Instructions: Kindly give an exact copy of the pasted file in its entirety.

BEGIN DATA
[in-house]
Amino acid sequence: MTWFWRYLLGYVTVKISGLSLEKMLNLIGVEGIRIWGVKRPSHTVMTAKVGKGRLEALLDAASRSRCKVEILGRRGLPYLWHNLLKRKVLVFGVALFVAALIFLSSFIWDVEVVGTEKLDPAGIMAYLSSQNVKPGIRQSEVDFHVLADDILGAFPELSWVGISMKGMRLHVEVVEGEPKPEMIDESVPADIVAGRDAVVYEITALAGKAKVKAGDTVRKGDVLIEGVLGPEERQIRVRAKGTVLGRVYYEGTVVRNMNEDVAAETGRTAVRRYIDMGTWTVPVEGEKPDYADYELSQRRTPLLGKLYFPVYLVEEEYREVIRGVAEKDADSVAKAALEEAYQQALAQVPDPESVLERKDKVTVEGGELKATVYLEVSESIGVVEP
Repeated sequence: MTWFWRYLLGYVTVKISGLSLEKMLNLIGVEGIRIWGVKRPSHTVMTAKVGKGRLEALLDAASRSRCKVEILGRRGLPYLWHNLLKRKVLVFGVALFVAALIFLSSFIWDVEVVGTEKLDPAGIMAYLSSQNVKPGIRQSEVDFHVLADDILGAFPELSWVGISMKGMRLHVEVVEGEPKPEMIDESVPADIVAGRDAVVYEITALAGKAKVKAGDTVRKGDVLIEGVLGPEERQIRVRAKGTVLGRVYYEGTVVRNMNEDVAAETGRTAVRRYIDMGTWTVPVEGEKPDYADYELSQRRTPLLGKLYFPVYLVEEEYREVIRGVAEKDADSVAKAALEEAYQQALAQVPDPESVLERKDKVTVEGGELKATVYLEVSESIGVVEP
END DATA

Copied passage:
[in-house]
Amino acid sequence: MTWFWRYLLGYVTVKISGLSLEKMLNLIGVEGIRIWGVKRPSHTVMTAKVGKGRLEALLDAASRSRCKVEILGRRGLPYLWHNLLKRKVLVFGVALFVAALIFLSSFIWDVEVVGTEKLDPAGIMAYLSSQNVKPGIRQSEVDFHVLADDILGAFPELSWVGISMKGMRLHVEVVEGEPKPEMIDESVPADIVAGRDAVVYEITALAGKAKVKAGDTVRKGDVLIEGVLGPEERQIRVRAKGTVLGRVYYEGTVVRNMNEDVAAETGRTAVRRYIDMGTWTVPVEGEKPDYADYELSQRRTPLLGKLYFPVYLVEEEYREVIRGVAEKDADSVAKAALEEAYQQALAQVPDPESVLERKDKVTVEGGELKATVYLEVSESIGVVEP
Repeated sequence: MTWFWRYLLGYVTVKISGLSLEKMLNLIGVEGIRIWGVKRPSHTVMTAKVGKGRLEALLDAASRSRCKVEILGRRGLPYLWHNLLKRKVLVFGVALFVAALIFLSSFIWDVEVVGTEKLDPAGIMAYLSSQNVKPGIRQSEVDFHVLADDILGAFPELSWVGISMKGMRLHVEVVEGEPKPEMIDESVPADIVAGRDAVVYEITALAGKAKVKAGDTVRKGDVLIEGVLGPEERQIRVRAKGTVLGRVYYEGTVVRNMNEDVAAETGRTAVRRYIDMGTWTVPVEGEKPDYADYELSQRRTPLLGKLYFPVYLVEEEYREVIRGVAEKDADSVAKAALEEAYQQALAQVPDPESVLERKDKVTVEGGELKATVYLEVSESIGVVEP